Friday, November 18, 2011

yesterday a new project occurred to me, a series of illustrations: stay tuned.....

Thursday, November 17, 2011

Myriad (Ancient Greek: μύριος, μυριάδες (myrios, plural myriades), "numberless countless, infinite", is a classical Greek word for the number 10,000. In modern English, the word refers to an unspecified large quantity.

"A myriad is primarily a singular cardinal number; just as the "thousand" in "four thousand" is singular (one does not write "four thousands people") the word myriad is used in the same way: "there are four myriad people outside". When used as a noun, meaning "a large number", it follows the same rules as that phrase. However, that is not the case originally in Greek, where there is plural.

In English, the term "myriad" is most commonly used to refer to a large number of an unspecified size. In this way "myriad" can be used as either a noun or an adjective.[1] Thus both "there are myriad people outside" and "there is a myriad of people outside" are correct.[2]

Merriam-Webster notes, "Recent criticism of the use of myriad as a noun, both in the plural form myriads and in the phrase a myriad of, seems to reflect a mistaken belief that the word was originally and is still properly only an adjective.... however, the noun is in fact the older form, dating to the 16th century. The noun myriad has appeared in the works of such writers as Milton (plural myriads) and Thoreau (a myriad of), and it continues to occur frequently in reputable English."[2]

The Western numbering system divides large numbers into groups of three digits, and so the names for such numbers follow this division (10,000 = ten thousand). East Asian numbering divides large numbers into groups of four; so in Chinese, Korean, or Japanese, 30,000 really would be "three myriad" (3,0000 - Japanese san-man - Chinese sān wàn (三萬/三万)) - Korean sahm mahn (삼만). One million is a hundred myriad (100 × 10000 instead of 1000 × 1000); the next uniquely named number after a myriad is 億 (Korean eok (억), Chinese pinyin yì, Japanese oku), which is myriad myriad (10000 × 10000) or a hundred million.

Modern Greek still uses the word "myriad" by itself, but also to form the word for million. The word for million is ekatommyrio (hundred myriad — εκατομμύριο); one thousand million is disekatommyrio (twice hundred myriad — δισεκατομμύριο)."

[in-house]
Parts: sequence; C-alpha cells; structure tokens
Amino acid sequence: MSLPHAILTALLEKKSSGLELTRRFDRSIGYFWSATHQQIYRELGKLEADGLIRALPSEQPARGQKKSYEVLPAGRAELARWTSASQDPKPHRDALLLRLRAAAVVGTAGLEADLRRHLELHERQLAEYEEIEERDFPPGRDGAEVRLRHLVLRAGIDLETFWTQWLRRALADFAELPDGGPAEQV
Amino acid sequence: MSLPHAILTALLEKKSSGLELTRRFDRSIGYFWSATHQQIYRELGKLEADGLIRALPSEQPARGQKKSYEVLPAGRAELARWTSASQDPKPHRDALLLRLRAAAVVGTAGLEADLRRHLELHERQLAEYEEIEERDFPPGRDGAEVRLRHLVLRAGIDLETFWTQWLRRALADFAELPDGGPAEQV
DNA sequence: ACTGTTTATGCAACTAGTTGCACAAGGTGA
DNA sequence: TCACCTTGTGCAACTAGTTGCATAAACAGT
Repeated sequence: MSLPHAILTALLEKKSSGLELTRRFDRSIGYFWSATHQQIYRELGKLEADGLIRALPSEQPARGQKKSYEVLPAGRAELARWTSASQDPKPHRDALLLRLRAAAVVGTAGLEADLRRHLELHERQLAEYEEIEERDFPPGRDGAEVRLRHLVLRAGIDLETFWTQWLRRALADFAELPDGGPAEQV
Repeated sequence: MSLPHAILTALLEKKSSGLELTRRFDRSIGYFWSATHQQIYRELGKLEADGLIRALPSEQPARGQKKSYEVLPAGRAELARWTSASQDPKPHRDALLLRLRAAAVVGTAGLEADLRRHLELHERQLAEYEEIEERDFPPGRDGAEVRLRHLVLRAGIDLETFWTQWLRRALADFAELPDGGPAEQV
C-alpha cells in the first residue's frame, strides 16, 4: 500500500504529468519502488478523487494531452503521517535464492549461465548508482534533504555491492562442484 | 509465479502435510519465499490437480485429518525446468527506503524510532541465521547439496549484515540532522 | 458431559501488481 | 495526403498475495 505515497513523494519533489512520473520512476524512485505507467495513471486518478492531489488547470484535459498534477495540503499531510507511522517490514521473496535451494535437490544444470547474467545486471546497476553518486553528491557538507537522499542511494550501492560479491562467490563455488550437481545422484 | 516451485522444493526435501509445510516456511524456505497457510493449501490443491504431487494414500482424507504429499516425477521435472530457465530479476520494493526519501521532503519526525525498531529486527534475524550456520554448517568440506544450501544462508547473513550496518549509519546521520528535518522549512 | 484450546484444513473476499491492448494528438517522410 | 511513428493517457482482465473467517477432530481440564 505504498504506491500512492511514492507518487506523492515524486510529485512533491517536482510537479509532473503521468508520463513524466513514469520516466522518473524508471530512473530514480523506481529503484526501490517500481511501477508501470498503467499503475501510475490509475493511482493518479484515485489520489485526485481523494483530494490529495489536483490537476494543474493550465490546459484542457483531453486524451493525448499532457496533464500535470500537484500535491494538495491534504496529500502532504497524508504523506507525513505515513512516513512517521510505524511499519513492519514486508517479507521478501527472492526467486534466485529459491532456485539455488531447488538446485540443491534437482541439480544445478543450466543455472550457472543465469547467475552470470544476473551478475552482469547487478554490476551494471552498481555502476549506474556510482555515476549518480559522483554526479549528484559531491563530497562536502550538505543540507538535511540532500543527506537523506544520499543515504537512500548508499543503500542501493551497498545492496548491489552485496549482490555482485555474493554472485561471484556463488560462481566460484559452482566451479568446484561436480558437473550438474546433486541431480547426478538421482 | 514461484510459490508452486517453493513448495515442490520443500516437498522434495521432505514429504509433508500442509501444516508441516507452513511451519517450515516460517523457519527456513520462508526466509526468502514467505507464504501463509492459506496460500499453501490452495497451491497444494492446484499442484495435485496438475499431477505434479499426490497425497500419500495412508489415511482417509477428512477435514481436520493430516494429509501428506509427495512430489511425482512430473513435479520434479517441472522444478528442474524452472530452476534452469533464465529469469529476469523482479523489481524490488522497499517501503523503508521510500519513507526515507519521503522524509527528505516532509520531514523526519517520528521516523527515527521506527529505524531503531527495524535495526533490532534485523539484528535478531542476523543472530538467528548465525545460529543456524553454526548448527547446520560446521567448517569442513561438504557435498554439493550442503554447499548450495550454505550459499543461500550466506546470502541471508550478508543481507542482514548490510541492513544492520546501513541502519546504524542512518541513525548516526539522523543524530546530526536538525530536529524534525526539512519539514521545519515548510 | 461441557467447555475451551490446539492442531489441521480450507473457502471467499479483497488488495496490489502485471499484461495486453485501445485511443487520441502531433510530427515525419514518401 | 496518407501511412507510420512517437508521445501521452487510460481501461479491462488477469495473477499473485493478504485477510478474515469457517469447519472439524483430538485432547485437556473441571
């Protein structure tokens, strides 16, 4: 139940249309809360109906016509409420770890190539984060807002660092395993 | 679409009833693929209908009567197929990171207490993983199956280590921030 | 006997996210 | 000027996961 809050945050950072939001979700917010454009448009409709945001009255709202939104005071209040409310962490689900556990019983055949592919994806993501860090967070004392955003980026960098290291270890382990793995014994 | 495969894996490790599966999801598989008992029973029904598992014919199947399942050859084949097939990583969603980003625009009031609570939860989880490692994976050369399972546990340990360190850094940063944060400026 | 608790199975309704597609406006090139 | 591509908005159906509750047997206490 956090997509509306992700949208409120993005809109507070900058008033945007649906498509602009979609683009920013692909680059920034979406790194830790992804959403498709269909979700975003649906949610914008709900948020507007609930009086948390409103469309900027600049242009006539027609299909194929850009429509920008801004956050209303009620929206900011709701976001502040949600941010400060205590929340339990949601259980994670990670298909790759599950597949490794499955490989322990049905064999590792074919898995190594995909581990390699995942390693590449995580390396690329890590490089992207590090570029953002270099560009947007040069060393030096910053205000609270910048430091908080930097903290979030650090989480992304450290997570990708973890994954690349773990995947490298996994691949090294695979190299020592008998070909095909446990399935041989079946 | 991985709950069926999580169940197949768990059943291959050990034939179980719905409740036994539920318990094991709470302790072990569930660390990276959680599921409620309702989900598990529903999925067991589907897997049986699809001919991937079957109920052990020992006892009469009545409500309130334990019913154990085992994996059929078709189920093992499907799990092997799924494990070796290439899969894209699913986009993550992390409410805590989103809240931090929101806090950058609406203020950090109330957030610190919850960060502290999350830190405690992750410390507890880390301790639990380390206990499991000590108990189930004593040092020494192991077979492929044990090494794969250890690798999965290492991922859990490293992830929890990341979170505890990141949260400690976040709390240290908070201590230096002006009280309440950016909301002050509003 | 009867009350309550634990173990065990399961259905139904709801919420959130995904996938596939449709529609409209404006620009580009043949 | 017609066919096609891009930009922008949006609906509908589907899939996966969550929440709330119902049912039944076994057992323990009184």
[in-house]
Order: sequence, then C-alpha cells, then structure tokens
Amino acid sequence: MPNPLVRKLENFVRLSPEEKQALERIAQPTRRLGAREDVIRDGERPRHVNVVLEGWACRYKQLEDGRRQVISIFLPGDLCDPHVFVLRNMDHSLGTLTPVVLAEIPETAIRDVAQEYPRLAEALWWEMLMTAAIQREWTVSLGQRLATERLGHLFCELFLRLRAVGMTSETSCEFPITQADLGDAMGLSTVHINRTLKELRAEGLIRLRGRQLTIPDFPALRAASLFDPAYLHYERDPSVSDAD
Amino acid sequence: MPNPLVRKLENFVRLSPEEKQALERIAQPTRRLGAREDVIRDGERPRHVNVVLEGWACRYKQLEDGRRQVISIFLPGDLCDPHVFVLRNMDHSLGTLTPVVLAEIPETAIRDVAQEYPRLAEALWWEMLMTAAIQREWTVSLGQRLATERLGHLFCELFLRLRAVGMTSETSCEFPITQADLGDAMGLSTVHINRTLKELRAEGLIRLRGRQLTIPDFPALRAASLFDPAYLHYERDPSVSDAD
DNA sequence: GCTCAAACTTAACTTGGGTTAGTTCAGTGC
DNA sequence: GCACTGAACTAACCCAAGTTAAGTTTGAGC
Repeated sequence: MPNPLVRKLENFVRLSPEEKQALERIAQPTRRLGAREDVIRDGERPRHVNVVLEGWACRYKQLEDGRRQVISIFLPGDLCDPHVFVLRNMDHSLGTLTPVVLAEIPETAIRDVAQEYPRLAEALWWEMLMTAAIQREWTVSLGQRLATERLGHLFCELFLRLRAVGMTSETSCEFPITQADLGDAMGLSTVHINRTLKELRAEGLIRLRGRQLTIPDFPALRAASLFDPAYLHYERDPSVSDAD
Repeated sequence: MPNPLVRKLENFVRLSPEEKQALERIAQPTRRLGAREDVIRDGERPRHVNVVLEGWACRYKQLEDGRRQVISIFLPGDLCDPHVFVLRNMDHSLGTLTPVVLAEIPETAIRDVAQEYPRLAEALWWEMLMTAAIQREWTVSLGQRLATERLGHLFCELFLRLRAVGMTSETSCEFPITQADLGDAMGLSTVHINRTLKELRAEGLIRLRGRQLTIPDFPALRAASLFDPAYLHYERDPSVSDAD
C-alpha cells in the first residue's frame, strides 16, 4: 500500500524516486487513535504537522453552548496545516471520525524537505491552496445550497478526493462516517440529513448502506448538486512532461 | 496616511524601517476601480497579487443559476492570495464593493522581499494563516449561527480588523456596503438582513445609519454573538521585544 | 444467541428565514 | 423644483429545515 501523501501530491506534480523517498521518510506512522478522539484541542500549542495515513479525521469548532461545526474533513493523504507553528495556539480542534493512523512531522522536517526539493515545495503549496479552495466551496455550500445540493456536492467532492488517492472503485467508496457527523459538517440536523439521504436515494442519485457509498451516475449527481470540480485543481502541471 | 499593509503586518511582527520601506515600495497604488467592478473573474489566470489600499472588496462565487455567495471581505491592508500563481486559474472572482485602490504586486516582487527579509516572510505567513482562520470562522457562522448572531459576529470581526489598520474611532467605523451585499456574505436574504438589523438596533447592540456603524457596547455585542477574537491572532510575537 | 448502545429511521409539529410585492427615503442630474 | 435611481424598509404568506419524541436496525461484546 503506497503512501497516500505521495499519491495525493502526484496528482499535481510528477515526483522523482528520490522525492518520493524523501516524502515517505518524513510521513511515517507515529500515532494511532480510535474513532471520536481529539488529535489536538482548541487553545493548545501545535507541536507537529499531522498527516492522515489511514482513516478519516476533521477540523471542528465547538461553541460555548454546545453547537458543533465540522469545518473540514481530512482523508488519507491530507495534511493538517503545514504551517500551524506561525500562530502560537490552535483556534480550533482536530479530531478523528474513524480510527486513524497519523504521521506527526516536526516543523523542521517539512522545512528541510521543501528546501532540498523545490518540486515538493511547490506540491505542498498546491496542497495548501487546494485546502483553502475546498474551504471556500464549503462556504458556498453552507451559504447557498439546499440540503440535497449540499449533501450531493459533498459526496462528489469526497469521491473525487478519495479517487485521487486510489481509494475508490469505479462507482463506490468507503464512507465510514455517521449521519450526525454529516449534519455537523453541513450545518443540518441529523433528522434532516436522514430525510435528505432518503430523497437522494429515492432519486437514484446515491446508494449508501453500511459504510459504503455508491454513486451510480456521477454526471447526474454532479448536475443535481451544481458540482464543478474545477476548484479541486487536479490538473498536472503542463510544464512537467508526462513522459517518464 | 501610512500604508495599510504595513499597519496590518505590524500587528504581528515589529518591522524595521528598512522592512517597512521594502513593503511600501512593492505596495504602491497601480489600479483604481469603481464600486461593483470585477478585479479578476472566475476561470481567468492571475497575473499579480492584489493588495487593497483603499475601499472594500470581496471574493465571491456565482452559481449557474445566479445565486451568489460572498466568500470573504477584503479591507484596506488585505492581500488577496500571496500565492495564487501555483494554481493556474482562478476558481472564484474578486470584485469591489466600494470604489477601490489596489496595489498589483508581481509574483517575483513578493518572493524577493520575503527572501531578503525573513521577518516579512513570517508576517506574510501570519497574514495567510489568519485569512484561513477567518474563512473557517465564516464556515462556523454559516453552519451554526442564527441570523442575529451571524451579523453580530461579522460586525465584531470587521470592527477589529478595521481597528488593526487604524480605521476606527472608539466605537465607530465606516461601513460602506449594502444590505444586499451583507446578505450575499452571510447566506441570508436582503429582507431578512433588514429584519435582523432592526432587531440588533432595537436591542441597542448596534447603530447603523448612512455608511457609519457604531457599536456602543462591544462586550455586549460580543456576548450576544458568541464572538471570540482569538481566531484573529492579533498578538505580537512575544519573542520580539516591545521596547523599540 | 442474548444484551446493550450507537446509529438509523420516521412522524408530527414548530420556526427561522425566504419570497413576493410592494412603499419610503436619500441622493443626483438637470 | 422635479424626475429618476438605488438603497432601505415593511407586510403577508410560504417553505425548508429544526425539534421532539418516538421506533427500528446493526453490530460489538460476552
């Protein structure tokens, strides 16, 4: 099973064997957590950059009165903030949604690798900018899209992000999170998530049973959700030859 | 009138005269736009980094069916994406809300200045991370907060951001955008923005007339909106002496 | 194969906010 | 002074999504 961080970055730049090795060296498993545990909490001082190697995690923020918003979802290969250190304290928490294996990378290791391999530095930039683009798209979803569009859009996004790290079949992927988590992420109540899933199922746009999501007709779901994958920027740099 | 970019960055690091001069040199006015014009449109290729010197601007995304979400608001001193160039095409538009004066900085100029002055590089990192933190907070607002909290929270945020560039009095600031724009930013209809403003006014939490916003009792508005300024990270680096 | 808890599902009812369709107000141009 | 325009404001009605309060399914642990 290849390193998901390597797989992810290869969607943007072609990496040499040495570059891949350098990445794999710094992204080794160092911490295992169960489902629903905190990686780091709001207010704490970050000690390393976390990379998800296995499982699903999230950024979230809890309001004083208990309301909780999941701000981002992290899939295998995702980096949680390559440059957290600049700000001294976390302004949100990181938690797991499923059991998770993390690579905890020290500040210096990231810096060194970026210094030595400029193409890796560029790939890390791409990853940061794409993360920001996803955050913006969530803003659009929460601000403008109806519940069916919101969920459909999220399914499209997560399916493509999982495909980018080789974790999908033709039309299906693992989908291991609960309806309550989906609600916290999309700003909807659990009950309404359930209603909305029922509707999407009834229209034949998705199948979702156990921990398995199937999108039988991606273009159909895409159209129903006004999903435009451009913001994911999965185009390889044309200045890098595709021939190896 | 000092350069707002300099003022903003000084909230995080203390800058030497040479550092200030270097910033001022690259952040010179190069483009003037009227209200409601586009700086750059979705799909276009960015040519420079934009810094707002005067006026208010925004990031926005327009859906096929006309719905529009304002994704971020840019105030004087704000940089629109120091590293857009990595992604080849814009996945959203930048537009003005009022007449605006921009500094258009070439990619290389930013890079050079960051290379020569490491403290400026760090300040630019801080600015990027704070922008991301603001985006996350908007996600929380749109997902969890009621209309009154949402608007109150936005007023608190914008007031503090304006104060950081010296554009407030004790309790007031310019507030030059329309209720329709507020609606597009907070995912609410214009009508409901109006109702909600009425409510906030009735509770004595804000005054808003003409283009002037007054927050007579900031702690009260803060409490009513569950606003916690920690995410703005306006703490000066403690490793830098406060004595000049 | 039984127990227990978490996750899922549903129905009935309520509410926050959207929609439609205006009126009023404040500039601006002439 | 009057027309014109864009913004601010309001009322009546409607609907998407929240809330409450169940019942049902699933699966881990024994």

Monday, November 14, 2011

Black Mountain

My brother has come out to Asheville, we are currently in Black Mountain where we will spend the night with my friend James and do some pickin' and recording- tomorrow we start the drive back home-

"Alas! This trip is at an end, yet the journey continues...."

Thursday, November 10, 2011

Aeschylus (525–456 B.C.). The Furies.
The Harvard Classics. 1909–14.

Lines 60–72

The Temple at Delphi


Crouched on the altar-steps, a grisly band 60
Of women slumbers—not like women they,
But Gorgons rather; nay, that word is weak,
Nor may I match the Gorgons’ shape with theirs!
Such have I seen in painted semblance erst— 64
Winged Harpies, snatching food from Phineus’ board,—
But these are wingless, black, and all their shape
The eye’s abomination to behold.
Fell is the breath—let none draw nigh to it— 68
Wherewith they snort in slumber; from their eyes
Exude the damnèd drops of poisonous ire:
And such their garb as none should dare to bring
To statues of the gods or homes of men.
William Wordsworth. 1770–1850-

Ode to Duty

STERN Daughter of the Voice of God!
O Duty! if that name thou love,
Who art a light to guide, a rod
To check the erring and reprove;
Thou, who art victory and law 5
When empty terrors overawe;
From vain temptations dost set free;
And calm'st the weary strife of frail humanity!

There are who ask not if thine eye
Be on them; who, in love and truth, 10
Where no misgiving is, rely
Upon the genial sense of youth:
Glad hearts! without reproach or blot;
Who do thy work, and know it not:
O, if through confidence misplaced 15
They fail, thy saving arms, dread Power! around them cast.

Serene will be our days and bright,
And happy will our nature be,
When love is an unerring light,
And joy its own security. 20
And they a blissful course may hold
Even now, who, not unwisely bold,
Live in the spirit of this creed;
Yet seek thy firm support, according to their need.

I, loving freedom, and untried; 25
No sport of every random gust,
Yet being to myself a guide,
Too blindly have reposed my trust:
And oft, when in my heart was heard
Thy timely mandate, I deferr'd 30
The task, in smoother walks to stray;
But thee I now would serve more strictly, if I may.

Through no disturbance of my soul,
Or strong compunction in me wrought,
I supplicate for thy control; 35
But in the quietness of thought.
Me this uncharter'd freedom tires;
I feel the weight of chance-desires;
My hopes no more must change their name,
I long for a repose that ever is the same. 40

Yet not the less would I throughout
Still act according to the voice
Of my own wish; and feel past doubt
That my submissiveness was choice:
Not seeking in the school of pride 45
For 'precepts over dignified,'
Denial and restraint I prize
No farther than they breed a second Will more wise.

Stern Lawgiver! yet thou dost wear
The Godhead's most benignant grace; 50
Nor know we anything so fair
As is the smile upon thy face:
Flowers laugh before thee on their beds,
And fragrance in thy footing treads;
Thou dost preserve the stars from wrong; 55
And the most ancient heavens, through Thee, are fresh and strong.

To humbler functions, awful Power!
I call thee: I myself commend
Unto thy guidance from this hour;
O, let my weakness have an end! 60
Give unto me, made lowly wise,
The spirit of self-sacrifice;
The confidence of reason give;
And in the light of truth thy bondman let me live!